Airport to display century of works by Md. artists
Contributions of Maryland artists to the state's history and culture in the 1900s will be showcased during a ceremony at 11 a.m. Tuesday, during which a display will be unveiled at Baltimore-Washington International Airport.
Lt. Gov. Kathleen Kennedy Townsend will be the keynote speaker. Performances and exhibitions also have been planned as part of "BWI's Salute to A Century of the Arts in Maryland."
The Maryland Aviation Administration commissioned local artist Richard Waldrep to create a collage of likenesses and names of some of the many Maryland artists and performers of the 20th century. The reproduced collage will be mounted and displayed at eight locations in the terminal.
In addition, public performances and exhibitions will take place from 10: 30 a.m. to 4 p.m. on the lower level of the BWI Observation Gallery. Performances will include 115 elementary school pupils from Howard County singing at 10: 30 a.m., and a Billie Holiday impersonator and orchestra at noon. Performers will include soloist Shawn Marie Diddy, a Baltimorean and Ms. Iowa 1997. A children's dance team from Anne Arundel County will perform show tunes. Painters and potters will give demonstrations, and authors Edwin Black and Katie Moose will sign books and talk about how to get stories published.
BWI golf tournament is scheduled June 12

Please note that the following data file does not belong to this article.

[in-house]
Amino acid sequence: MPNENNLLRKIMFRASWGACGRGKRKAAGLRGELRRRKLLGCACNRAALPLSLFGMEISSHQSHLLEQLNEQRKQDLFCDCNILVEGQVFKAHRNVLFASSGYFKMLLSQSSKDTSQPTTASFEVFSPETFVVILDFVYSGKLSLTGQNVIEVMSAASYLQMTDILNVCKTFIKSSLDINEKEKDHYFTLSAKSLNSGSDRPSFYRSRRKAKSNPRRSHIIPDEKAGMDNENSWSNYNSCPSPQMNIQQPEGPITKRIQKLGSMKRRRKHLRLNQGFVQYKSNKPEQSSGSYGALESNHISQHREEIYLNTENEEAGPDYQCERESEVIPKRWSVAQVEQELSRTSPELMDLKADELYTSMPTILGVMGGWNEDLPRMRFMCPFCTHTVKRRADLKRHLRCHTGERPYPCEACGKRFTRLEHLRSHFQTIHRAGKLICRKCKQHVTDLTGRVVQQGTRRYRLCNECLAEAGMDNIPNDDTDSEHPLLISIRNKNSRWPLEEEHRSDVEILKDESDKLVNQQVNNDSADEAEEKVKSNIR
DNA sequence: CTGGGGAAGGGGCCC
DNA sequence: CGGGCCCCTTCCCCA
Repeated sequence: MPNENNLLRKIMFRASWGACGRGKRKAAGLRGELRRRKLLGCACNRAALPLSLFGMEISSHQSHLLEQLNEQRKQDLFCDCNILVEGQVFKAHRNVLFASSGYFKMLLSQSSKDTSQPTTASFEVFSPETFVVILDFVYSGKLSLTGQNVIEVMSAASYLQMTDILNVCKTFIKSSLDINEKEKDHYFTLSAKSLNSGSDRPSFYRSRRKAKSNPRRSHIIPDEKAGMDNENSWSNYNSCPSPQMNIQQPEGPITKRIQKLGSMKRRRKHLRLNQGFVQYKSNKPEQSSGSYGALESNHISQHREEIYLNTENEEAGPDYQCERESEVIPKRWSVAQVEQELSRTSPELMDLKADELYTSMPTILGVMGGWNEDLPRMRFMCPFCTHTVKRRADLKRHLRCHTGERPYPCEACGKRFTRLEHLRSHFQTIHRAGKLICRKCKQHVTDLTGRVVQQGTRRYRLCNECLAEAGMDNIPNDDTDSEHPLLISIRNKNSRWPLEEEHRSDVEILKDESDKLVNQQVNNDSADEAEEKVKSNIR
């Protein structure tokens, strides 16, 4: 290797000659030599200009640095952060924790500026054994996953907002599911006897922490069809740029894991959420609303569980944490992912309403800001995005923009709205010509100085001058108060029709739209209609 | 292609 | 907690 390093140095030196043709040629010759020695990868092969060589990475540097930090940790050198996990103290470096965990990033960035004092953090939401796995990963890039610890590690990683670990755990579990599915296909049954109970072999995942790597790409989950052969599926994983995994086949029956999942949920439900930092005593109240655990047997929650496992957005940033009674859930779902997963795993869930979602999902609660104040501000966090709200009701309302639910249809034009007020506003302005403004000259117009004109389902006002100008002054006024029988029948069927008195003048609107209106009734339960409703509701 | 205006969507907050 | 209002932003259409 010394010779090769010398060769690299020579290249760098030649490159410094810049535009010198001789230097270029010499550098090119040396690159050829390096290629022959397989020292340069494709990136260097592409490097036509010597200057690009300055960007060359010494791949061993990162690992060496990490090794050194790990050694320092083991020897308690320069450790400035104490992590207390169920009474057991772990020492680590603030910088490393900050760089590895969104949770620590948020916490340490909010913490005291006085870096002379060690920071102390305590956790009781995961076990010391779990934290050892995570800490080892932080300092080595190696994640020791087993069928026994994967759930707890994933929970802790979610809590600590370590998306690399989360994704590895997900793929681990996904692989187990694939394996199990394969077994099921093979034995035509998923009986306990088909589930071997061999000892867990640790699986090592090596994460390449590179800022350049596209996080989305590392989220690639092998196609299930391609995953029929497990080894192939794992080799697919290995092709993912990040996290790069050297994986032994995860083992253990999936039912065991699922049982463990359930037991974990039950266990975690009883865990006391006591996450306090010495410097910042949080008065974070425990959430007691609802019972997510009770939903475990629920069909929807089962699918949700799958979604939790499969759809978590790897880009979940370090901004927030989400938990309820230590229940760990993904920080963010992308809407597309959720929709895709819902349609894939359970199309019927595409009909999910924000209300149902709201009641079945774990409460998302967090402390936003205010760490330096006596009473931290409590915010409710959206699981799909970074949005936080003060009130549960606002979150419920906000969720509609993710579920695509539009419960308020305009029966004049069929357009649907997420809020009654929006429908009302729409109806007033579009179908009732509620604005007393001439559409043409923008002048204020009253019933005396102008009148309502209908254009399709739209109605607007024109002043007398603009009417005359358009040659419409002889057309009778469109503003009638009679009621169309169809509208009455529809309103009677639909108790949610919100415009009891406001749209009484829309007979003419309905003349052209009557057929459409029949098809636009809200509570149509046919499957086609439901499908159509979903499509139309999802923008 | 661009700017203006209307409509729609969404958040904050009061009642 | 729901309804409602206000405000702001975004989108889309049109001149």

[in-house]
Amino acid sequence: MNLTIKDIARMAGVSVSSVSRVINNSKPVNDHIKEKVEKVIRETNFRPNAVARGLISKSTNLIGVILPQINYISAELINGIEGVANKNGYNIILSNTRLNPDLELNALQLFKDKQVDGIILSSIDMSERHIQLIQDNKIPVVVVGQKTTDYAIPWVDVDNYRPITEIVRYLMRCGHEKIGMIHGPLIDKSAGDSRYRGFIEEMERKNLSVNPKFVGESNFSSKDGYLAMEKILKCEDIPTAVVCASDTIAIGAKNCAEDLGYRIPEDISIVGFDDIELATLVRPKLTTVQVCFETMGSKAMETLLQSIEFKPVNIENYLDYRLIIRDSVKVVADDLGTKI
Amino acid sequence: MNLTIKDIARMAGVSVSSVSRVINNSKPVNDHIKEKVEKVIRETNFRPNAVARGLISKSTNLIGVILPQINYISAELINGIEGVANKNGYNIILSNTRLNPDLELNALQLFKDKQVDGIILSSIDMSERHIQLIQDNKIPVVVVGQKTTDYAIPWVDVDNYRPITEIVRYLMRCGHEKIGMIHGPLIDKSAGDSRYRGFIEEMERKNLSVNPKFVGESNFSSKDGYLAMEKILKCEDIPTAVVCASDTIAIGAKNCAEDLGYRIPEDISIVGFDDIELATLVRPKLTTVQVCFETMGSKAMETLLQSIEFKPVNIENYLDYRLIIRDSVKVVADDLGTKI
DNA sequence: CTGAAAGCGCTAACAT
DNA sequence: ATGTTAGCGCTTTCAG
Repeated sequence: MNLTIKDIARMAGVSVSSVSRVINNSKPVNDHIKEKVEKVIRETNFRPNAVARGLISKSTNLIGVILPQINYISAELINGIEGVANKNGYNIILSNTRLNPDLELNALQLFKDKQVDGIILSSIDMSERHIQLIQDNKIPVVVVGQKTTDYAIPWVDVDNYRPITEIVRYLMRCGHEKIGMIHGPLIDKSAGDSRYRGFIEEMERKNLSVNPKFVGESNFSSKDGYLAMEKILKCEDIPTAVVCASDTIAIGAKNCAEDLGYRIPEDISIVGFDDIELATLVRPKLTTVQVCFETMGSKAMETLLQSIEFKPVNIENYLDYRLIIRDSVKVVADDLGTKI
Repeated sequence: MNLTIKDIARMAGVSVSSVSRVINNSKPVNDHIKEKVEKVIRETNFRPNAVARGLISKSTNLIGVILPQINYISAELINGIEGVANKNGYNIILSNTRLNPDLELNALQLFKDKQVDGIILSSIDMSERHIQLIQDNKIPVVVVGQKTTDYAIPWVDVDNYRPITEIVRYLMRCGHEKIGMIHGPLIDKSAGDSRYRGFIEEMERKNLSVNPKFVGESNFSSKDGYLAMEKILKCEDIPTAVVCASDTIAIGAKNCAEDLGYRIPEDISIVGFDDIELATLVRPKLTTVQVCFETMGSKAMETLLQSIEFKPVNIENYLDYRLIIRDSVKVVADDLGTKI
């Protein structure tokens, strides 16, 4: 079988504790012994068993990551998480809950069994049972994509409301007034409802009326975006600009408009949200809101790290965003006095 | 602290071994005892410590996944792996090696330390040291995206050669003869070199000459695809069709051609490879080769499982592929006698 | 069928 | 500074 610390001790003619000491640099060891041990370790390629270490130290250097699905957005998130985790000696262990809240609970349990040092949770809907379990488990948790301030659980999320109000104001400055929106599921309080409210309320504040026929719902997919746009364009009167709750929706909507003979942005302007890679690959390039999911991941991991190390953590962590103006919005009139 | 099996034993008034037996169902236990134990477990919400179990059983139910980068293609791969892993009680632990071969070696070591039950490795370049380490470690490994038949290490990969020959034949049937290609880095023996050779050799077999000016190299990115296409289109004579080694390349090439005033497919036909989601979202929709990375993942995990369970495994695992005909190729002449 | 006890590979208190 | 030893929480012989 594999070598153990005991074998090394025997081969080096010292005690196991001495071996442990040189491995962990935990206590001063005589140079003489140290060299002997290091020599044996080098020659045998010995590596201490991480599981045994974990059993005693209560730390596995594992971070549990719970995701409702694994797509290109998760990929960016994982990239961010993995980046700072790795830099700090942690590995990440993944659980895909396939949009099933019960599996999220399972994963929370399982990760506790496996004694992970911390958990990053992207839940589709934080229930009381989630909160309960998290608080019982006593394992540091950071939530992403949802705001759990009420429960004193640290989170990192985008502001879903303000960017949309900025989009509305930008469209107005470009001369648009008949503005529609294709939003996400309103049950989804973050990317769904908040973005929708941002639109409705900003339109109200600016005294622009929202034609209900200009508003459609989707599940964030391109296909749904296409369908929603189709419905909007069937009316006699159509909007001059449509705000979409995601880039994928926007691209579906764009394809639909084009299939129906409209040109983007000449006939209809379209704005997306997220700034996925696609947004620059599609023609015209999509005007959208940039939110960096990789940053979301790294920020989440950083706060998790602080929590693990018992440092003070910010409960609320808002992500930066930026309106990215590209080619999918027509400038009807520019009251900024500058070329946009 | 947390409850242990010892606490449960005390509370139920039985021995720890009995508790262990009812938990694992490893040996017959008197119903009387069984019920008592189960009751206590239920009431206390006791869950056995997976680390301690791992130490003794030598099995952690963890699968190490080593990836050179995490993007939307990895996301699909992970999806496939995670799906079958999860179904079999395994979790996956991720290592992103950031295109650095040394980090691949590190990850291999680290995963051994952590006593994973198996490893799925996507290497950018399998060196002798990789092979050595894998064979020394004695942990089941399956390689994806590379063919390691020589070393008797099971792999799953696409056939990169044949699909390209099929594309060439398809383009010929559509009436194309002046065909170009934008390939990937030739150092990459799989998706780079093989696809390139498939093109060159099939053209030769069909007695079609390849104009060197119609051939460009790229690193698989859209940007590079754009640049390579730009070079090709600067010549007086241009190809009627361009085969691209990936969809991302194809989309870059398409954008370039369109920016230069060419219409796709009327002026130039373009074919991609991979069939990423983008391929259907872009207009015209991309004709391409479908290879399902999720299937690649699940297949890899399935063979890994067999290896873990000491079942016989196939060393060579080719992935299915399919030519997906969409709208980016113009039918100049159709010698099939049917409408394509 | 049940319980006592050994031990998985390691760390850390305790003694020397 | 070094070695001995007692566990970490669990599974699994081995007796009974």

The BWI Development Council golf tournament will tee off with a shotgun start at 9 a.m. June 12 at Hobbit's Glen Golf Course in Columbia. The registration deadline for the tournament, a major source of funding for the council, is May 22.
The council is a nonprofit organization of several hundred volunteers from the business community in the region. Since 1978, the council has been the leading private sector force in marketing and promoting BWI.
Information and registration: Jeanie Anacker, 410-859-0124, or Michele Koppel, 410- 859-246.
North Pole pilot stops at BWI near end of journey
After a historic flight to the North Pole, Maryland pilot Gus McLeod arrived home at BWI last weekend where he got the royal treatment for the last, short leg of his journey home.
McLeod was taken to the airport's general aviation facilities, where he met members of the American Flight Group of Annapolis who flew him on a Hawker executive jet to his home airport, Montgomery Airpark, Gaithersburg.
McLeod was the first person to reach the North Pole in an open-cockpit plane, completing the 3,500-mile journey from Maryland in a former crop duster. McLeod, 45, began the journey April 5 from Gaithersburg in a 1939 Boeing PT-17 Stearman.